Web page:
Open Access

Prenatal and postnatal mothering by diesel exhaust PM2.5-exposed dams differentially program mouse energy metabolism

  • Minjie Chen1, 2,
  • Shuai Liang2, 3,
  • Huifen Zhou2, 4,
  • Yanyi Xu1,
  • Xiaobo Qin2,
  • Ziying Hu2, 5,
  • Xiaoke Wang2, 6,
  • Lianglin Qiu2, 6,
  • Wanjun Wang1,
  • Yuhao Zhang7 and
  • Zhekang Ying1, 2Email author
Contributed equally
Particle and Fibre Toxicology201714:3

DOI: 10.1186/s12989-017-0183-7

Received: 21 October 2016

Accepted: 11 January 2017

Published: 18 January 2017

Abstract

Background

Obesity is one of the leading threats to global public health. It is consequent to abnormal energy metabolism. Currently, it has been well established that maternal exposure to environmental stressors that cause inappropriate fetal development may have long-term adverse effects on offspring energy metabolism in an exposure timing-dependent manner, known as developmental programming of health and diseases paradigm. Rapidly increasing evidence has indicated that maternal exposure to ambient fine particles (PM2.5) correlates to abnormal fetal development. In the present study, we therefore assessed whether maternal exposure to diesel exhaust PM2.5 (DEP), the major component of ambient PM2.5 in urban areas, programs offspring energy metabolism, and further examined how the timing of exposure impacts this programming.

Results

The growth trajectory of offspring shows that although prenatal maternal exposure to DEP did not impact the birth weight of offspring, it significantly decreased offspring body weight from postnatal week 2 until the end of observation. This weight loss effect of prenatal maternal exposure to DEP coincided with decreased food intake but not alteration in brown adipose tissue (BAT) morphology. The hypophagic effect of prenatal maternal exposure to DEP was in concord with decreased hypothalamic expression of an orexigenic peptide NPY, suggesting that the prenatal maternal exposure to DEP impacts offspring energy balance primarily through programming of food intake. Paradoxically, the reduced body weight resulted from prenatal maternal exposure to DEP was accompanied by increased mass of epididymal adipose tissue, which was due to hyperplasia as morphological analysis did not observe any hypertrophy. In direct contrast, the postnatal mothering by DEP-exposed dams increased offspring body weight during lactation and adulthood, paralleled by markedly increased fat accumulation and decreased UCP1 expression in BAT but not alteration in food intake. The weight gain induced by postnatal mothering by DEP-exposed dams was also expressed as an increased adiposity. But it concurred with a marked hypertrophy of adipocytes.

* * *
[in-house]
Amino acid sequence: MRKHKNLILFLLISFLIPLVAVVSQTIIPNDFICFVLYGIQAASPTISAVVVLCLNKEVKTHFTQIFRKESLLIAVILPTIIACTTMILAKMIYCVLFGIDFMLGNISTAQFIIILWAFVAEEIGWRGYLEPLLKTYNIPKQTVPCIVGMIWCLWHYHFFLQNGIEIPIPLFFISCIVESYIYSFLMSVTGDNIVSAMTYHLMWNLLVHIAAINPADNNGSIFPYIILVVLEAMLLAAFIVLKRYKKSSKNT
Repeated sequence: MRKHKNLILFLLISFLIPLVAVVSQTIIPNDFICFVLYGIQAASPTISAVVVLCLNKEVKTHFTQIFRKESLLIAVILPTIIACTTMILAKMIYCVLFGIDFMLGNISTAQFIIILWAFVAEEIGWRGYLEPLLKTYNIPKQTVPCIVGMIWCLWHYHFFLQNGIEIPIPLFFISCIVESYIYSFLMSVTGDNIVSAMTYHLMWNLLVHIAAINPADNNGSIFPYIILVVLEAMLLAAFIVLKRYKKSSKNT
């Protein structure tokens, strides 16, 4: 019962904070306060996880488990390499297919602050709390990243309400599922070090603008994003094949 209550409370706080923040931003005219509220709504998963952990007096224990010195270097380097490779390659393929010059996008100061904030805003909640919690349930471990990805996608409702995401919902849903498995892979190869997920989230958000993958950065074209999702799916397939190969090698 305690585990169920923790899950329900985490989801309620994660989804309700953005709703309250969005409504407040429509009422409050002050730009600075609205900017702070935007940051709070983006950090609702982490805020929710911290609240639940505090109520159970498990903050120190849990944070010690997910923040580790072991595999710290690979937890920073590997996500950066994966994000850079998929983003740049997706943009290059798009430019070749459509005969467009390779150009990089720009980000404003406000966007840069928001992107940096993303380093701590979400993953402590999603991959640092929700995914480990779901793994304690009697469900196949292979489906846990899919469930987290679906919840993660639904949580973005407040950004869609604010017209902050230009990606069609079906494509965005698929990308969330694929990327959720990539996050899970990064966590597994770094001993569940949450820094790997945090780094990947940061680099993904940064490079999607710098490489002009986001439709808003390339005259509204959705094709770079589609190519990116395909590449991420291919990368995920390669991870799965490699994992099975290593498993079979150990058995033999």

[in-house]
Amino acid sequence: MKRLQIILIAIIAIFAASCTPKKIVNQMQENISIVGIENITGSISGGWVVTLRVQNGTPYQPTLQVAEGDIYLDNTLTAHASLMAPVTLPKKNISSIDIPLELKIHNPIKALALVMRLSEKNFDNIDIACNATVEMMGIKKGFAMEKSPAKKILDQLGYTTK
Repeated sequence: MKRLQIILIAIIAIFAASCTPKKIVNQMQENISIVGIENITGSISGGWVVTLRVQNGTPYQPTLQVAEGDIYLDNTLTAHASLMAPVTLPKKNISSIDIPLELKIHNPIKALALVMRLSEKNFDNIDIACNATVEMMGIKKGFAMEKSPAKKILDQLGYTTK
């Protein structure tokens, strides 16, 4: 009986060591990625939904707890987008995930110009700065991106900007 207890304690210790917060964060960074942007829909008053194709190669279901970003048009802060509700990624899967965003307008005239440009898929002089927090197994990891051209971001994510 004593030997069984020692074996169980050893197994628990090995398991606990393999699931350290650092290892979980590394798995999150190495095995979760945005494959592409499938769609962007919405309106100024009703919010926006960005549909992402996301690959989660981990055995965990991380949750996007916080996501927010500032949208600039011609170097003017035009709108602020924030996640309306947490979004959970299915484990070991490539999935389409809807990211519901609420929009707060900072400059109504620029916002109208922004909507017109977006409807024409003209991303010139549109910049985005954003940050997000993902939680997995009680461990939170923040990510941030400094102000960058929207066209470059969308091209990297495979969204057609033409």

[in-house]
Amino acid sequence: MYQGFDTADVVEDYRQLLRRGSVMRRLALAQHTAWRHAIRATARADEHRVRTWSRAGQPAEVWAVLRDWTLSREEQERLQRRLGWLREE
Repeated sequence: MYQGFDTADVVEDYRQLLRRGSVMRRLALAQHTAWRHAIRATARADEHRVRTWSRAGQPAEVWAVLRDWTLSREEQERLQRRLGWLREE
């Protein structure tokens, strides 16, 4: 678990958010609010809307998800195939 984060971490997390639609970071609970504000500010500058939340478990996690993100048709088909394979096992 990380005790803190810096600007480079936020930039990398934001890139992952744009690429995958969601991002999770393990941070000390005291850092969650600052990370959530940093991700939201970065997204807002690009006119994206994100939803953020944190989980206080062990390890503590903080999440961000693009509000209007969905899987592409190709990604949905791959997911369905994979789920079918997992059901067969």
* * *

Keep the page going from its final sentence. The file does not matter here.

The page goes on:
Conclusion

Prenatal and postnatal mothering by DEP-exposed dams differentially program offspring energy metabolism, underscoring consideration of the exposure timing when examining the adverse effects of maternal exposure to ambient PM2.5.

Keywords

Diesel exhaust PM2.5 Maternal exposure Obesity Developmental programming

Background

Obesity is one of the leading threats to global public health [1]. Numerous studies have demonstrated that it may originate from early-life exposure to environmental stressors that cause inappropriate fetal and/or neonatal development, referred to as the developmental programming of health and diseases (DOHaD) paradigm [2]. Air pollution is one of the leading preventable threats to global health [3]. A rapidly increasing number of epidemiological studies have shown that prenatal exposure to ambient fine particulate matter with a diameter ≤ 2.5 μm (PM2.5) is associated with a variety of manifestations of abnormal fetal development such as abortion, placental dysfunction, low birth weight and pre-term birth [412]. Toxicological studies have also demonstrated that gestational exposure to concentrated ambient PM2.5 or diesel exhaust impacts fetal and/or placental development in a variety of animal models [1319]. According to the DOHaD paradigm, these demonstrations of disruption of fetal development by gestational exposure to PM2.5 strongly suggest that it may be a risk factor for developmental programming of diseases encompassing obesity. Supporting this, gestational exposure to ambient pollutants have been shown to increase body weight [13, 14], and aggravate high fat diet-induced obesity [20]. However, how gestational PM2.5 exposure impacts energy metabolism and subsequently adiposity in adult offspring has not yet systemically investigated.

In addition to the gestation period, infancy has been shown to be vulnerable to developmental programming by environmental stressors [2]. Furthermore, several studies have indicated that the timing of exposure to environmental stressor determines not only the severity but also the nature of developmental programming [2]. For example, maternal exposure to famine in early gestation results in increased body mass index (BMI), whereas exposure to famine in late gestation and early infancy leads to decreased BMI [21]. Interestingly, while several studies have demonstrated adverse health effects of gestational exposure to PM2.5, as mentioned above, few studies have investigated whether postnatal mothering by PM2.5-exposed dams programs offspring diseases.